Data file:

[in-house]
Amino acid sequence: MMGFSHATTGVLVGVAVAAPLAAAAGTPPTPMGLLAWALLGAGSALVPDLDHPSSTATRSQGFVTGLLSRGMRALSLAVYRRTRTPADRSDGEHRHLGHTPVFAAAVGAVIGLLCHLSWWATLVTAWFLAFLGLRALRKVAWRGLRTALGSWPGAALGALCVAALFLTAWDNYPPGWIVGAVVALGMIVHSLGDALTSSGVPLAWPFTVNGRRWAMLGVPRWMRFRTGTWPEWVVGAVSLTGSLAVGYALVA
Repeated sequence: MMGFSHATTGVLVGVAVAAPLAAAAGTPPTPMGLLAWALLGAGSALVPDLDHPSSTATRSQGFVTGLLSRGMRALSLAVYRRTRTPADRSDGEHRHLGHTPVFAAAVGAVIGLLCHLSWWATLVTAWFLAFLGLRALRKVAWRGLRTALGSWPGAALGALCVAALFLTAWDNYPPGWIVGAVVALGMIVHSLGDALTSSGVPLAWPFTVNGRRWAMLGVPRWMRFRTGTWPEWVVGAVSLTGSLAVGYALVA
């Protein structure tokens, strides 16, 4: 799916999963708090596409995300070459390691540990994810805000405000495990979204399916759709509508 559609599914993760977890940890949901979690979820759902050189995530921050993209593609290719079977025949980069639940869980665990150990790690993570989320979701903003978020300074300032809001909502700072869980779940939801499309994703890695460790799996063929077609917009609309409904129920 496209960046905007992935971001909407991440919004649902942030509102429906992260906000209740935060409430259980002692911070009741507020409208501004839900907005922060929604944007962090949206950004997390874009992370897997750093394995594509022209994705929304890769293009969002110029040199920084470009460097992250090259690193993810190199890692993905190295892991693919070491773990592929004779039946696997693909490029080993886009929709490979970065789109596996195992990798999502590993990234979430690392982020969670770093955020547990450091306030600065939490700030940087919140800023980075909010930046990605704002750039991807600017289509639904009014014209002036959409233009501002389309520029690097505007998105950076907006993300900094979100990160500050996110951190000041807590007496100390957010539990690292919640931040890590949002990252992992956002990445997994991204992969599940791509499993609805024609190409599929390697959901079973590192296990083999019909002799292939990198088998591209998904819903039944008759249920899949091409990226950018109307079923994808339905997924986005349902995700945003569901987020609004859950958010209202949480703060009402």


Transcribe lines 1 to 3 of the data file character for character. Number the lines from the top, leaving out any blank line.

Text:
[in-house]
Amino acid sequence: MMGFSHATTGVLVGVAVAAPLAAAAGTPPTPMGLLAWALLGAGSALVPDLDHPSSTATRSQGFVTGLLSRGMRALSLAVYRRTRTPADRSDGEHRHLGHTPVFAAAVGAVIGLLCHLSWWATLVTAWFLAFLGLRALRKVAWRGLRTALGSWPGAALGALCVAALFLTAWDNYPPGWIVGAVVALGMIVHSLGDALTSSGVPLAWPFTVNGRRWAMLGVPRWMRFRTGTWPEWVVGAVSLTGSLAVGYALVA
Repeated sequence: MMGFSHATTGVLVGVAVAAPLAAAAGTPPTPMGLLAWALLGAGSALVPDLDHPSSTATRSQGFVTGLLSRGMRALSLAVYRRTRTPADRSDGEHRHLGHTPVFAAAVGAVIGLLCHLSWWATLVTAWFLAFLGLRALRKVAWRGLRTALGSWPGAALGALCVAALFLTAWDNYPPGWIVGAVVALGMIVHSLGDALTSSGVPLAWPFTVNGRRWAMLGVPRWMRFRTGTWPEWVVGAVSLTGSLAVGYALVA